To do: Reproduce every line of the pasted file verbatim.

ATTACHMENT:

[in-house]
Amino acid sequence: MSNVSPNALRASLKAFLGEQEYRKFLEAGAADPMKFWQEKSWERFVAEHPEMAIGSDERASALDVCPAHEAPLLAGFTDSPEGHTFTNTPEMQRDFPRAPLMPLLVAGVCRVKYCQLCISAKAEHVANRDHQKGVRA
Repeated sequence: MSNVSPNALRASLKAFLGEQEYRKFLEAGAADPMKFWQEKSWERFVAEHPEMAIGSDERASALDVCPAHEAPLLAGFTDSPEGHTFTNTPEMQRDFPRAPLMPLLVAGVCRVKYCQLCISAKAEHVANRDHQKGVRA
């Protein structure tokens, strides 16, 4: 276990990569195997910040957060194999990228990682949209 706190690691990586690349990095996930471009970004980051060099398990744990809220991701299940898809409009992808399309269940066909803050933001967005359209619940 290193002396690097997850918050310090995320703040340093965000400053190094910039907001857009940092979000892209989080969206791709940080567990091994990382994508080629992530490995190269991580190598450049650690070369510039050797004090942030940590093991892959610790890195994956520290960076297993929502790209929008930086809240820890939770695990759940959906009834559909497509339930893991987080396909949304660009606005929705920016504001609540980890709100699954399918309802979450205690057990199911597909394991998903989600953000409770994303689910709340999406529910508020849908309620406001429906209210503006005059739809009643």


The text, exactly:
[in-house]
Amino acid sequence: MSNVSPNALRASLKAFLGEQEYRKFLEAGAADPMKFWQEKSWERFVAEHPEMAIGSDERASALDVCPAHEAPLLAGFTDSPEGHTFTNTPEMQRDFPRAPLMPLLVAGVCRVKYCQLCISAKAEHVANRDHQKGVRA
Repeated sequence: MSNVSPNALRASLKAFLGEQEYRKFLEAGAADPMKFWQEKSWERFVAEHPEMAIGSDERASALDVCPAHEAPLLAGFTDSPEGHTFTNTPEMQRDFPRAPLMPLLVAGVCRVKYCQLCISAKAEHVANRDHQKGVRA
């Protein structure tokens, strides 16, 4: 276990990569195997910040957060194999990228990682949209 706190690691990586690349990095996930471009970004980051060099398990744990809220991701299940898809409009992808399309269940066909803050933001967005359209619940 290193002396690097997850918050310090995320703040340093965000400053190094910039907001857009940092979000892209989080969206791709940080567990091994990382994508080629992530490995190269991580190598450049650690070369510039050797004090942030940590093991892959610790890195994956520290960076297993929502790209929008930086809240820890939770695990759940959906009834559909497509339930893991987080396909949304660009606005929705920016504001609540980890709100699954399918309802979450205690057990199911597909394991998903989600953000409770994303689910709340999406529910508020849908309620406001429906209210503006005059739809009643």